BBC launches fake news initiative using Flamingo research

 Image: BBC

Image: BBC

Research by Flamingo has informed a major report released by the BBC World Service Audience Insight team as part of Beyond Fake News, the BBC’s new international anti-disinformation initiative. Flamingo’s senior director, David Burrows (pictured) presented the research at a launch event in Nairobi.  

The report, Verification, Duty, Credibility: Fake News and ordinary citizens in Kenya and Nigeria, is part of a wider international project that also covers India. It explores how fake news is spreading within encrypted chat apps like WhatsApp, and reveals that “emotion is trumping reason when it comes to sharing news”. The report is the first published study analysing the spread of fake news from the perspective of ordinary citizens.

Flamingo’s people insight team carried out in-home qualitative interviews across three cities in Nigeria and two in Kenya to gain a detailed view of their behaviour and motivations around sharing fake news. Flamingo’s semiotics team analysed academic literature on fake news, alongside the sources provided in-field and from the research team, to understand the structure and executional techniques of fake news. They specifically examined visual style, executional techniques, how fake news conveys authority, and how fake news promotes shareability.

The report reveals that people in Kenya and Nigeria are consuming mainstream media and known sources of fake news in equal amounts. This is caused by a number of factors: being seen to be ‘in the know’ has great social cachet so people are concerned about falling behind on the news and this allows fake news stories to slip through the cracks.

A sense of duty is also large driver of the spread of fake news in these countries; people feel bound to share breaking news in case it turns out to be true and could affect people in their networks, as well as feeling a sense of duty to democratise access to information. Fake news is also unwittingly spread in the hope that someone else will check its veracity.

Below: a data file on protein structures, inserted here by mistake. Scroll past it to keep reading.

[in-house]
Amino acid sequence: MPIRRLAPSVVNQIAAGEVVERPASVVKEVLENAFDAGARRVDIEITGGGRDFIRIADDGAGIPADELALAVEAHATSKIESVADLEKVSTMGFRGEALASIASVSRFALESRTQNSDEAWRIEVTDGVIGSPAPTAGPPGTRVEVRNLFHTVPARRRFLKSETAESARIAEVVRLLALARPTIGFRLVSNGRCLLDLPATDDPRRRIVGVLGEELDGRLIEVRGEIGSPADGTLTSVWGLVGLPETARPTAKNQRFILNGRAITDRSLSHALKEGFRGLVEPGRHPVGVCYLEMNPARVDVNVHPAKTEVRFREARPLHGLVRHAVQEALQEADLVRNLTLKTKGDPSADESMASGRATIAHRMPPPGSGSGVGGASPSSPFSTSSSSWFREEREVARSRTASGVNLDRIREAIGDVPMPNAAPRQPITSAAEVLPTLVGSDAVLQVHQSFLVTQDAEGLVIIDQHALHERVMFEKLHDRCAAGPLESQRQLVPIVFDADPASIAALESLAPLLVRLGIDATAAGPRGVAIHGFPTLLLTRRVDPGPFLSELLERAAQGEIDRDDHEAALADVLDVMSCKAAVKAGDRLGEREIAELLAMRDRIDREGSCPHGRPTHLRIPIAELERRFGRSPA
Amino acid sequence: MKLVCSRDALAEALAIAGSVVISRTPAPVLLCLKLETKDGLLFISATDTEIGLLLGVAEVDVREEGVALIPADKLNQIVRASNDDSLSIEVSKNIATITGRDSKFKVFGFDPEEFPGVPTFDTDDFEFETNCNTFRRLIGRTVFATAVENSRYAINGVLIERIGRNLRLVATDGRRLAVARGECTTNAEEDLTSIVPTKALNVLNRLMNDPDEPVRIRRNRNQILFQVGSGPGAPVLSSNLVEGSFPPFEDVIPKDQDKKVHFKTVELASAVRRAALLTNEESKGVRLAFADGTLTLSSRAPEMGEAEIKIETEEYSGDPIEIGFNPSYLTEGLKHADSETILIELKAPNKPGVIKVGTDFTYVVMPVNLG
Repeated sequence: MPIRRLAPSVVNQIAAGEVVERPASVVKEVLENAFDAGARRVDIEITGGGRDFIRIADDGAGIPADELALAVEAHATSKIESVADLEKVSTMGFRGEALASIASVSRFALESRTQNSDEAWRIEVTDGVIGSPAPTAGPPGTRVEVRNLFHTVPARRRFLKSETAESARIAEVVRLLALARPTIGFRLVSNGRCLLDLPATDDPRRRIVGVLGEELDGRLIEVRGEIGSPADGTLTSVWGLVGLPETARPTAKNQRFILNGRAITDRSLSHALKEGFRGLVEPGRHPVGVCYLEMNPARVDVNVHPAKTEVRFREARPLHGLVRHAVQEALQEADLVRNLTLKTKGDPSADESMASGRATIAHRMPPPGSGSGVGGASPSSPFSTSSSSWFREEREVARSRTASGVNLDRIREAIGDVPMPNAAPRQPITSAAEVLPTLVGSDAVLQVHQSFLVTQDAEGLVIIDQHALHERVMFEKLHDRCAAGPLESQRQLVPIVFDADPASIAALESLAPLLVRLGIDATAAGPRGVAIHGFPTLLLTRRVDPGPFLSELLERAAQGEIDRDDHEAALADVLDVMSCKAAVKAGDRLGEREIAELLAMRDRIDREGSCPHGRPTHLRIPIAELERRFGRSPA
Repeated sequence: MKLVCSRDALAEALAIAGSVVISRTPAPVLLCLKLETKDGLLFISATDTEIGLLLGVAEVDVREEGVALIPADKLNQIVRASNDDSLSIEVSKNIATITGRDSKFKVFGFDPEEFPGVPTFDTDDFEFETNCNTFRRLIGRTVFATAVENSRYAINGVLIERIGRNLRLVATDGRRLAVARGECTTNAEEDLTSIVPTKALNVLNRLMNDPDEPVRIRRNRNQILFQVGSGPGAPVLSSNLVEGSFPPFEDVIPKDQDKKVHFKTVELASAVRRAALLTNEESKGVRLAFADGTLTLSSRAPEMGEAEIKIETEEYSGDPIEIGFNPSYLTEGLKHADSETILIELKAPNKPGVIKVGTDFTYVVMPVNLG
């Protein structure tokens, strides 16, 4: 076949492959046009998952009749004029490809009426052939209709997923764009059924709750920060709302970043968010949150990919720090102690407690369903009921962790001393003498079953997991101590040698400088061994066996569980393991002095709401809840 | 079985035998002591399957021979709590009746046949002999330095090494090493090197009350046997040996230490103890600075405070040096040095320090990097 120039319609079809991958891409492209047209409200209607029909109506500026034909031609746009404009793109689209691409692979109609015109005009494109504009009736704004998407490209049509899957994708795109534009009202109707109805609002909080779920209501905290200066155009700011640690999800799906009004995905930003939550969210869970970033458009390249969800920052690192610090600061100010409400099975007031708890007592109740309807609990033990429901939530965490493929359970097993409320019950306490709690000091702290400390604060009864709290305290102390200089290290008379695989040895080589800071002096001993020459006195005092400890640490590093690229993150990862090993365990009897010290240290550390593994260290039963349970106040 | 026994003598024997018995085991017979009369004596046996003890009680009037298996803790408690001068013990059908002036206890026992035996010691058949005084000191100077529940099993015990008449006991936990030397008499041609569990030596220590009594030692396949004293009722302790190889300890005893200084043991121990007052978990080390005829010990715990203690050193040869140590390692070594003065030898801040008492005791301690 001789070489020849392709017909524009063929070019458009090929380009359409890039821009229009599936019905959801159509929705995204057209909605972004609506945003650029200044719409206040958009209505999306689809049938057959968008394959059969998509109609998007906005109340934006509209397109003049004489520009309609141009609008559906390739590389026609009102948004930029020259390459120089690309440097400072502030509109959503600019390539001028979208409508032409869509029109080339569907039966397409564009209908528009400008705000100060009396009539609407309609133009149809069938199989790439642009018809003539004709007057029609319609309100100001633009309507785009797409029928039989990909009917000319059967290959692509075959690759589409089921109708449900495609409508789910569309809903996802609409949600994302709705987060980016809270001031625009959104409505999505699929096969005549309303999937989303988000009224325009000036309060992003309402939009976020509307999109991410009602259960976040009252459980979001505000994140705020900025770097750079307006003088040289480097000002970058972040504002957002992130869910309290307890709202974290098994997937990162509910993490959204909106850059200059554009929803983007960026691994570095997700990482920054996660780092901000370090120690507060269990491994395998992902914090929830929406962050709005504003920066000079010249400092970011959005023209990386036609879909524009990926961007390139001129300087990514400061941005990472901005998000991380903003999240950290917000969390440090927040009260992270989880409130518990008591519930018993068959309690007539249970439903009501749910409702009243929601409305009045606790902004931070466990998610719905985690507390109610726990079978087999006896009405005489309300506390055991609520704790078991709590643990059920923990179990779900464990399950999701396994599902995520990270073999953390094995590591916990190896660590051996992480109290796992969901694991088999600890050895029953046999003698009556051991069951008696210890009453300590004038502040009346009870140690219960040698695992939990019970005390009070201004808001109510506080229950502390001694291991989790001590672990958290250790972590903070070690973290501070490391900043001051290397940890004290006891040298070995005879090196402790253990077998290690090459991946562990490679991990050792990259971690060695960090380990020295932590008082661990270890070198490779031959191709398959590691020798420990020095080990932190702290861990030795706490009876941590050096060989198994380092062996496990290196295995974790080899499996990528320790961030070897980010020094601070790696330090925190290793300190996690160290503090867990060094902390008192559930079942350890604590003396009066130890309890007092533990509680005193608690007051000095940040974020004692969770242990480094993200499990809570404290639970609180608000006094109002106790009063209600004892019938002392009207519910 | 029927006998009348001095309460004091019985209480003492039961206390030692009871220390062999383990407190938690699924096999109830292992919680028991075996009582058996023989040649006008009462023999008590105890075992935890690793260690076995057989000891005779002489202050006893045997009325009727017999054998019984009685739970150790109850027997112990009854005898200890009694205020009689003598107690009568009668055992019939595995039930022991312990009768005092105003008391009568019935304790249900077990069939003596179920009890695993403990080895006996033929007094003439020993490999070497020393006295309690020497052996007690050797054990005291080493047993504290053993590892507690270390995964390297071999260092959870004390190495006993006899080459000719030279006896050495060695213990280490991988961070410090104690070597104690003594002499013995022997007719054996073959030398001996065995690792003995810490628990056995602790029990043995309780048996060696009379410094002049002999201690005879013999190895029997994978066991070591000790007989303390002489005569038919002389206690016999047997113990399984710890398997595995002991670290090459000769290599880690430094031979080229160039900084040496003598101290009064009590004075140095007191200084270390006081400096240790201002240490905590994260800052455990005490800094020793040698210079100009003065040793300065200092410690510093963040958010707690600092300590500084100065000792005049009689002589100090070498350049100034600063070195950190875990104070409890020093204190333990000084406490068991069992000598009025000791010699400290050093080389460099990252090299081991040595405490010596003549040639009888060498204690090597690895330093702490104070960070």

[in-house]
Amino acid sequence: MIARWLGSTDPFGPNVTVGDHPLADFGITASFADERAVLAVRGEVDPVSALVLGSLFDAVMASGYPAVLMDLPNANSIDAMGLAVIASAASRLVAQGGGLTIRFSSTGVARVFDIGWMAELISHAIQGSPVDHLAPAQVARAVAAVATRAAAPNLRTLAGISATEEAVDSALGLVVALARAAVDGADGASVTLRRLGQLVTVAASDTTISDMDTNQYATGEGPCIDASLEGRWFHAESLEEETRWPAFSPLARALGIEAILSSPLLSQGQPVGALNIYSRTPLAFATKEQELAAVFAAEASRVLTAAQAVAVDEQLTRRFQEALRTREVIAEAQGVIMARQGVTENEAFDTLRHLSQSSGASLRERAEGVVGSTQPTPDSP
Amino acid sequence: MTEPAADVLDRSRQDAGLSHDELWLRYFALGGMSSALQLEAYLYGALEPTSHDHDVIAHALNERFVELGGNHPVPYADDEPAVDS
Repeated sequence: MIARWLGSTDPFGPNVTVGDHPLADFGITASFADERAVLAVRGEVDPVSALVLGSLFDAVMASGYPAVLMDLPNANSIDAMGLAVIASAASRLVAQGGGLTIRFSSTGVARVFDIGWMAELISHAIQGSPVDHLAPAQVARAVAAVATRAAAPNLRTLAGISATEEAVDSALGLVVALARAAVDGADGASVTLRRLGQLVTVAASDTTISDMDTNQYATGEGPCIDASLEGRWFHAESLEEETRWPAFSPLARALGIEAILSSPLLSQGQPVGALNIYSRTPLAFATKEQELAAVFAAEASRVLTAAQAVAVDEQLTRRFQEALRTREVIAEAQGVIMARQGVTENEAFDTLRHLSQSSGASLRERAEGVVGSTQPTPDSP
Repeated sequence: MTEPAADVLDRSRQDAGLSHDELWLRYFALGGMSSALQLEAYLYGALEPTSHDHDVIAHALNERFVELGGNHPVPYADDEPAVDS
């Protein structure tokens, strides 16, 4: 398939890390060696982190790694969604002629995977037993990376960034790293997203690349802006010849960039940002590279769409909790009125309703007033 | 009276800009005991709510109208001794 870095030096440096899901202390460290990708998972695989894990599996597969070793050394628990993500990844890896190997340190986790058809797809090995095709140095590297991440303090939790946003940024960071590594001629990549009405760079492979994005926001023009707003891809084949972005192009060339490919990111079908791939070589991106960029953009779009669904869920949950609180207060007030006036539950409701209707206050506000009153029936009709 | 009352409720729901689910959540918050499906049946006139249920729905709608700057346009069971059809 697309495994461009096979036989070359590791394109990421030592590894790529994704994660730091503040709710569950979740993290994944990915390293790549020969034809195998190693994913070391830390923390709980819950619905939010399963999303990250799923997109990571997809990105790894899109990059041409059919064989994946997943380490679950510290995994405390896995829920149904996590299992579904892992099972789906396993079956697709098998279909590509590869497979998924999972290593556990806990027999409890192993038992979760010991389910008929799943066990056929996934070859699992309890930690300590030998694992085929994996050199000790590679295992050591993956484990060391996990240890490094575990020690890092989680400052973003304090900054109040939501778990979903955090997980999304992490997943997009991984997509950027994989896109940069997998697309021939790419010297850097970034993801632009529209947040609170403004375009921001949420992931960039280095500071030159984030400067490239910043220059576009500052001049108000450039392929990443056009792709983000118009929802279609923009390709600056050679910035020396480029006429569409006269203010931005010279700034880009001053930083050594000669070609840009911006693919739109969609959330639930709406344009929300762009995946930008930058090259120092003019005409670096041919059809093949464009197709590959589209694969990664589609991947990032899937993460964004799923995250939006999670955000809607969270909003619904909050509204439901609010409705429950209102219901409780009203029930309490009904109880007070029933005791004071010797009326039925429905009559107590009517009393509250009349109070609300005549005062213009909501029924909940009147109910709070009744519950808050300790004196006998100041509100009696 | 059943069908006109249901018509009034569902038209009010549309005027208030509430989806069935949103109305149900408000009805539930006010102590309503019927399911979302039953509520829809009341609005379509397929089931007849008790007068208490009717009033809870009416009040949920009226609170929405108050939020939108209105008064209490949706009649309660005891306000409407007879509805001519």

The types of information shared most widely varies by market. In Kenya and Nigeria, the most shared fake news stories largely reflect national anxieties and aspirations, with scams related to money and technology contributing to around a third of fake news stories shared via WhatsApp in Kenya. In Nigeria, stories relating to terrorism and the army are also widely shared.

Dr Santanu Chakrabarti, Head of Audience Research, BBC World Service, says: “At the heart of this research is the question of why ordinary people are sharing fake news, even while they claim to be worried about the way fake stories spread. This report combines in-depth qualitative and ethnographic techniques with digital network analysis and Big Data techniques to explore the fake news phenomenon in India, Kenya, and Nigeria from multiple angles.

“This project is one of the first in these countries to properly understand fake news as a technologically driven social phenomenon. I hope these findings will add nuance and depth to the conversation around fake news, and that researchers, analysts, and journalists will use the findings as a spur for further investigation.”

Milly LiechtiAfrica, Nigeria, Kenya